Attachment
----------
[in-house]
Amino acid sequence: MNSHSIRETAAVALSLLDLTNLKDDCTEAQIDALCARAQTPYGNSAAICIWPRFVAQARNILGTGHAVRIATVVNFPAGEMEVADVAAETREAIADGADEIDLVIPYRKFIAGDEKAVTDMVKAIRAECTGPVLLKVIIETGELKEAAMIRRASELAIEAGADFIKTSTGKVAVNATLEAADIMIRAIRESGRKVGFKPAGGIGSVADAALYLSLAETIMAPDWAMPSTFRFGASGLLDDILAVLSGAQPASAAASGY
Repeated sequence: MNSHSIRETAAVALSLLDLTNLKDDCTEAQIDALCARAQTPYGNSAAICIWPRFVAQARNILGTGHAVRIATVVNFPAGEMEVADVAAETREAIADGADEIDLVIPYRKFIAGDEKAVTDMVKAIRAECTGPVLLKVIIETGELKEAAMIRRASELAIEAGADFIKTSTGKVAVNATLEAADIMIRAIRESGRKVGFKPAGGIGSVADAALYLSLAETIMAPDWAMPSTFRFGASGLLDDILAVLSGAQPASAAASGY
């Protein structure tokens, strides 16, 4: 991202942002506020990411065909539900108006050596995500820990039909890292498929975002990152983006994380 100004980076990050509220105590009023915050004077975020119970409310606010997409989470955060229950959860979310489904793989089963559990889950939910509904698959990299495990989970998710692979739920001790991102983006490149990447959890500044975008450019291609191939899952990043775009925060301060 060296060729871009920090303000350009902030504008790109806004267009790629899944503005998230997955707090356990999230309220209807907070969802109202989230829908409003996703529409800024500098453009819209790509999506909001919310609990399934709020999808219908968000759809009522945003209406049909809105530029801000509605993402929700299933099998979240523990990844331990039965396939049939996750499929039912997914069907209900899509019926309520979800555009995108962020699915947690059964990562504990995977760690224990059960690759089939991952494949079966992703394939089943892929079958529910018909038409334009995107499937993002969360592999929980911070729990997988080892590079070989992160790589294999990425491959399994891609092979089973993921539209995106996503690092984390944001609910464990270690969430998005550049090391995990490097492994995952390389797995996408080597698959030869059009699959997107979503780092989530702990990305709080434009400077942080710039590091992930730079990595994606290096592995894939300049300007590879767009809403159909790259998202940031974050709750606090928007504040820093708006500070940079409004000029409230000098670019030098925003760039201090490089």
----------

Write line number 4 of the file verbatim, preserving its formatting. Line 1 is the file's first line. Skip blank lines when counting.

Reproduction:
């Protein structure tokens, strides 16, 4: 991202942002506020990411065909539900108006050596995500820990039909890292498929975002990152983006994380 100004980076990050509220105590009023915050004077975020119970409310606010997409989470955060229950959860979310489904793989089963559990889950939910509904698959990299495990989970998710692979739920001790991102983006490149990447959890500044975008450019291609191939899952990043775009925060301060 060296060729871009920090303000350009902030504008790109806004267009790629899944503005998230997955707090356990999230309220209807907070969802109202989230829908409003996703529409800024500098453009819209790509999506909001919310609990399934709020999808219908968000759809009522945003209406049909809105530029801000509605993402929700299933099998979240523990990844331990039965396939049939996750499929039912997914069907209900899509019926309520979800555009995108962020699915947690059964990562504990995977760690224990059960690759089939991952494949079966992703394939089943892929079958529910018909038409334009995107499937993002969360592999929980911070729990997988080892590079070989992160790589294999990425491959399994891609092979089973993921539209995106996503690092984390944001609910464990270690969430998005550049090391995990490097492994995952390389797995996408080597698959030869059009699959997107979503780092989530702990990305709080434009400077942080710039590091992930730079990595994606290096592995894939300049300007590879767009809403159909790259998202940031974050709750606090928007504040820093708006500070940079409004000029409230000098670019030098925003760039201090490089």